The **OTrecod** package gives access to a set of original functions dedicated to data fusion.

From two separate data sources with no overlapping units, sharing only a set of common variables X and a same target information not jointly observed in a same encoding from one data source to another (Y in A and Z in B), the functions **OT_outcome** and **OT_joint** aim at providing users a complete synthetic database where the missing information is available for every unit.

This recoding problem is solved using the optimal transportation theory which provides a map that transfers the joint distribution of the first target variable and X to the joint distribution of the second one and X, or inversely. Algorithms used in these two functions come from the references (1) and (2).

If the package **OTrecod** is not installed in their current R versions, users can install it by following the standard instruction:

`install.packages("OTrecod")`

Obviously, each time an R session is opened, the **OTrecod** library must be loaded with:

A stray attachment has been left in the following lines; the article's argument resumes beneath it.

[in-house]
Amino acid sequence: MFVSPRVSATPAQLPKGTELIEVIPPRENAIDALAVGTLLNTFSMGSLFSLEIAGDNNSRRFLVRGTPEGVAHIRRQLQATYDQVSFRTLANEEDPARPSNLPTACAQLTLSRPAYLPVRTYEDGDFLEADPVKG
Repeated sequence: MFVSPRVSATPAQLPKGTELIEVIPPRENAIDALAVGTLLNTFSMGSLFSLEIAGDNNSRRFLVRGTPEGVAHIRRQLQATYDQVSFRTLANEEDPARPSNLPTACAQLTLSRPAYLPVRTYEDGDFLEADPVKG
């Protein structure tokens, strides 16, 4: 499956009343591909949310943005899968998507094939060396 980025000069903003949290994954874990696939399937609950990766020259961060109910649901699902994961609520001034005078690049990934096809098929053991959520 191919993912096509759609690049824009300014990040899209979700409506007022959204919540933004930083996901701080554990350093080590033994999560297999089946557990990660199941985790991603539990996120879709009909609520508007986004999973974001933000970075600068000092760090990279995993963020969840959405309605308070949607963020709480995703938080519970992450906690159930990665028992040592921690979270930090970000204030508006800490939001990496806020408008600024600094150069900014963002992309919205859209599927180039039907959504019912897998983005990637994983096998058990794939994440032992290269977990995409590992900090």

`library(OTrecod)`

Moreover, the development version of **OTrecod** can be installed actually from GitHub with:

```
# Install development version from GitHub
devtools::install_github("otrecoding/OTrecod")
```

The available databases called **tab_test** and **simu_data** correspond to overlayed databases used as examples in the documentation of all the functions. Their structures can help users understanding the database structure expected as input argument of the functions **OT_outcome** and **OT_joint**. The first rows of the two overlayed data sources of **simu_data** are visualized as follows to inform about the expected database structure:

```
data(simu_data)
dim(simu_data)
[1] 700 8
simu_data[c(1:5,301:305),]
DB Yb1 Yb2 Gender Treatment Dosage Smoking Age
1 A [40-60[ NA Female Trt A Dos 3 YES 65.44273
2 A [20-40] NA Male <NA> Dos 2 NO 51.78596
3 A [40-60[ NA Female Placebo Dos 2 YES 49.10844